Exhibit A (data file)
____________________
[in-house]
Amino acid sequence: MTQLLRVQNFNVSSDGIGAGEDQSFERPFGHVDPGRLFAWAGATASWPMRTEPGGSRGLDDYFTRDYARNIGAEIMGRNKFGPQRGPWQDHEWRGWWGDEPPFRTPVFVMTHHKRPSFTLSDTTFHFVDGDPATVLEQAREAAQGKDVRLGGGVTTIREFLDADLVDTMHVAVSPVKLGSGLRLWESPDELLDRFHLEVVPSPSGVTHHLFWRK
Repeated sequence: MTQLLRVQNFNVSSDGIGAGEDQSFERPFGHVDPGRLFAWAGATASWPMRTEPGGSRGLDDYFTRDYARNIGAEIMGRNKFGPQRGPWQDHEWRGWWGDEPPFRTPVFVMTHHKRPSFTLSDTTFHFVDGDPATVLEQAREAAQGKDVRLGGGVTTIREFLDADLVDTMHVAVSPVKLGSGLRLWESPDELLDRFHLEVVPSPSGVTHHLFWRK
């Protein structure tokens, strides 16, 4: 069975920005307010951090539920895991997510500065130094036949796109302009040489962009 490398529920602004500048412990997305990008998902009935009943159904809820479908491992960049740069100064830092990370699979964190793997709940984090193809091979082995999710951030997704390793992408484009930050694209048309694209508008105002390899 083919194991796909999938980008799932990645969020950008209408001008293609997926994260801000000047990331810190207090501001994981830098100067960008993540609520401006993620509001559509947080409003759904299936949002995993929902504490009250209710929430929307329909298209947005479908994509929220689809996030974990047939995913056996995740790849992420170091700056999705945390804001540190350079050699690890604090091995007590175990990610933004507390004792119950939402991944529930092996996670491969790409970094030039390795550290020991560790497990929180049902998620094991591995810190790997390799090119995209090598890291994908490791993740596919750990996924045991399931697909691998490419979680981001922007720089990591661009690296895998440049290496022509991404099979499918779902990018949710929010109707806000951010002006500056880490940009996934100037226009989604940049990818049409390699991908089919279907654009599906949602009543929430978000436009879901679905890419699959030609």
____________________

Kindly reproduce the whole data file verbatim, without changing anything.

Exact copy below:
[in-house]
Amino acid sequence: MTQLLRVQNFNVSSDGIGAGEDQSFERPFGHVDPGRLFAWAGATASWPMRTEPGGSRGLDDYFTRDYARNIGAEIMGRNKFGPQRGPWQDHEWRGWWGDEPPFRTPVFVMTHHKRPSFTLSDTTFHFVDGDPATVLEQAREAAQGKDVRLGGGVTTIREFLDADLVDTMHVAVSPVKLGSGLRLWESPDELLDRFHLEVVPSPSGVTHHLFWRK
Repeated sequence: MTQLLRVQNFNVSSDGIGAGEDQSFERPFGHVDPGRLFAWAGATASWPMRTEPGGSRGLDDYFTRDYARNIGAEIMGRNKFGPQRGPWQDHEWRGWWGDEPPFRTPVFVMTHHKRPSFTLSDTTFHFVDGDPATVLEQAREAAQGKDVRLGGGVTTIREFLDADLVDTMHVAVSPVKLGSGLRLWESPDELLDRFHLEVVPSPSGVTHHLFWRK
């Protein structure tokens, strides 16, 4: 069975920005307010951090539920895991997510500065130094036949796109302009040489962009 490398529920602004500048412990997305990008998902009935009943159904809820479908491992960049740069100064830092990370699979964190793997709940984090193809091979082995999710951030997704390793992408484009930050694209048309694209508008105002390899 083919194991796909999938980008799932990645969020950008209408001008293609997926994260801000000047990331810190207090501001994981830098100067960008993540609520401006993620509001559509947080409003759904299936949002995993929902504490009250209710929430929307329909298209947005479908994509929220689809996030974990047939995913056996995740790849992420170091700056999705945390804001540190350079050699690890604090091995007590175990990610933004507390004792119950939402991944529930092996996670491969790409970094030039390795550290020991560790497990929180049902998620094991591995810190790997390799090119995209090598890291994908490791993740596919750990996924045991399931697909691998490419979680981001922007720089990591661009690296895998440049290496022509991404099979499918779902990018949710929010109707806000951010002006500056880490940009996934100037226009989604940049990818049409390699991908089919279907654009599906949602009543929430978000436009879901679905890419699959030609």